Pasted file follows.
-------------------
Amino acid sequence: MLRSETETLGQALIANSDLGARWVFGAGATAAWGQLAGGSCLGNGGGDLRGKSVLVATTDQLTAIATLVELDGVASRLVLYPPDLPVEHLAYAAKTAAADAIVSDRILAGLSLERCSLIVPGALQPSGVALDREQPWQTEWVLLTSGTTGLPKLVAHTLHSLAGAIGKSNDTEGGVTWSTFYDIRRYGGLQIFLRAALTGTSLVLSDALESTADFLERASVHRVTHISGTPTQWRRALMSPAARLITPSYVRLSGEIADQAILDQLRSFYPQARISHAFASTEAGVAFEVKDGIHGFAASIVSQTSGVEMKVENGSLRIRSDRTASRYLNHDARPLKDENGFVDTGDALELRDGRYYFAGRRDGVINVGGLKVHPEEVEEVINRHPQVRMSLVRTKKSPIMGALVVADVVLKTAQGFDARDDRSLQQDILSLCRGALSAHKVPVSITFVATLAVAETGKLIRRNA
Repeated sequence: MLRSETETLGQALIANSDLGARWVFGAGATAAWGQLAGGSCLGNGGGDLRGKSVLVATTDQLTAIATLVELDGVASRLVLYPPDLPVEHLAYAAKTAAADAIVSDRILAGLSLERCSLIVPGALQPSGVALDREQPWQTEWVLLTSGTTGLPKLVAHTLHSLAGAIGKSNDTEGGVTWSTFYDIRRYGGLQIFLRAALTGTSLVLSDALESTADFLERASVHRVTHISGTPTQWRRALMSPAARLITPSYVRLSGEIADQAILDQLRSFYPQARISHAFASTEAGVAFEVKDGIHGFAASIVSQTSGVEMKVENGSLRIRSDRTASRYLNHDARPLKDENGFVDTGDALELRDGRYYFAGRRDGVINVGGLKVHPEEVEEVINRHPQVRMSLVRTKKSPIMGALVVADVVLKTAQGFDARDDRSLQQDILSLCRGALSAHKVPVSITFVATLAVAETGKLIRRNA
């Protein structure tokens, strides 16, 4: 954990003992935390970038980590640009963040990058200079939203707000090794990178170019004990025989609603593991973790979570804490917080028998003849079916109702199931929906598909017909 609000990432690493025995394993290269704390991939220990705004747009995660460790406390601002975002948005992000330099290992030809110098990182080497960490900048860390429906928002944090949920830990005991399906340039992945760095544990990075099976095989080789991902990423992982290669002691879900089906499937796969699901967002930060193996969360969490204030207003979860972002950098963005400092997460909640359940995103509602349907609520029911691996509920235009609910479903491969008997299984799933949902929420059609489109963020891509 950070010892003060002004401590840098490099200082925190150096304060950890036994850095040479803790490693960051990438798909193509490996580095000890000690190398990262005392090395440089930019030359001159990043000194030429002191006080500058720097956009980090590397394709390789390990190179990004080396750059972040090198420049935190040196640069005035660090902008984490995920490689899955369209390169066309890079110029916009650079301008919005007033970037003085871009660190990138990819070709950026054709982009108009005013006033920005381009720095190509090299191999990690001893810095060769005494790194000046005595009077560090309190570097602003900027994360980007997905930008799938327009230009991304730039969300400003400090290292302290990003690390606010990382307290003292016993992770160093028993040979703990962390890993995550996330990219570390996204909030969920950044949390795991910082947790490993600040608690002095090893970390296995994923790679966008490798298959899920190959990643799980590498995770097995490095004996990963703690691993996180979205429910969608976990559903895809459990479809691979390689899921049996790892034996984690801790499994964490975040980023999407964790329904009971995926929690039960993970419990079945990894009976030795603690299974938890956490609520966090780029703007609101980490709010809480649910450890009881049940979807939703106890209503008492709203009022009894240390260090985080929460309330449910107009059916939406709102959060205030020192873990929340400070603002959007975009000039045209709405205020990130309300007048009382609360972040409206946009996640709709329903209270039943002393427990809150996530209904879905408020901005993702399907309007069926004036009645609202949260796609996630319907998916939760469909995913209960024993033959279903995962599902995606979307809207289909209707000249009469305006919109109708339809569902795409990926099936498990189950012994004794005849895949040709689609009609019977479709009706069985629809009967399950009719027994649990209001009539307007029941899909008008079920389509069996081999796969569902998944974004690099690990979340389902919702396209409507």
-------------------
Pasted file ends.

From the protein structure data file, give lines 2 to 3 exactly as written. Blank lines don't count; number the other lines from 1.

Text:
Repeated sequence: MLRSETETLGQALIANSDLGARWVFGAGATAAWGQLAGGSCLGNGGGDLRGKSVLVATTDQLTAIATLVELDGVASRLVLYPPDLPVEHLAYAAKTAAADAIVSDRILAGLSLERCSLIVPGALQPSGVALDREQPWQTEWVLLTSGTTGLPKLVAHTLHSLAGAIGKSNDTEGGVTWSTFYDIRRYGGLQIFLRAALTGTSLVLSDALESTADFLERASVHRVTHISGTPTQWRRALMSPAARLITPSYVRLSGEIADQAILDQLRSFYPQARISHAFASTEAGVAFEVKDGIHGFAASIVSQTSGVEMKVENGSLRIRSDRTASRYLNHDARPLKDENGFVDTGDALELRDGRYYFAGRRDGVINVGGLKVHPEEVEEVINRHPQVRMSLVRTKKSPIMGALVVADVVLKTAQGFDARDDRSLQQDILSLCRGALSAHKVPVSITFVATLAVAETGKLIRRNA
């Protein structure tokens, strides 16, 4: 954990003992935390970038980590640009963040990058200079939203707000090794990178170019004990025989609603593991973790979570804490917080028998003849079916109702199931929906598909017909 609000990432690493025995394993290269704390991939220990705004747009995660460790406390601002975002948005992000330099290992030809110098990182080497960490900048860390429906928002944090949920830990005991399906340039992945760095544990990075099976095989080789991902990423992982290669002691879900089906499937796969699901967002930060193996969360969490204030207003979860972002950098963005400092997460909640359940995103509602349907609520029911691996509920235009609910479903491969008997299984799933949902929420059609489109963020891509 950070010892003060002004401590840098490099200082925190150096304060950890036994850095040479803790490693960051990438798909193509490996580095000890000690190398990262005392090395440089930019030359001159990043000194030429002191006080500058720097956009980090590397394709390789390990190179990004080396750059972040090198420049935190040196640069005035660090902008984490995920490689899955369209390169066309890079110029916009650079301008919005007033970037003085871009660190990138990819070709950026054709982009108009005013006033920005381009720095190509090299191999990690001893810095060769005494790194000046005595009077560090309190570097602003900027994360980007997905930008799938327009230009991304730039969300400003400090290292302290990003690390606010990382307290003292016993992770160093028993040979703990962390890993995550996330990219570390996204909030969920950044949390795991910082947790490993600040608690002095090893970390296995994923790679966008490798298959899920190959990643799980590498995770097995490095004996990963703690691993996180979205429910969608976990559903895809459990479809691979390689899921049996790892034996984690801790499994964490975040980023999407964790329904009971995926929690039960993970419990079945990894009976030795603690299974938890956490609520966090780029703007609101980490709010809480649910450890009881049940979807939703106890209503008492709203009022009894240390260090985080929460309330449910107009059916939406709102959060205030020192873990929340400070603002959007975009000039045209709405205020990130309300007048009382609360972040409206946009996640709709329903209270039943002393427990809150996530209904879905408020901005993702399907309007069926004036009645609202949260796609996630319907998916939760469909995913209960024993033959279903995962599902995606979307809207289909209707000249009469305006919109109708339809569902795409990926099936498990189950012994004794005849895949040709689609009609019977479709009706069985629809009967399950009719027994649990209001009539307007029941899909008008079920389509069996081999796969569902998944974004690099690990979340389902919702396209409507």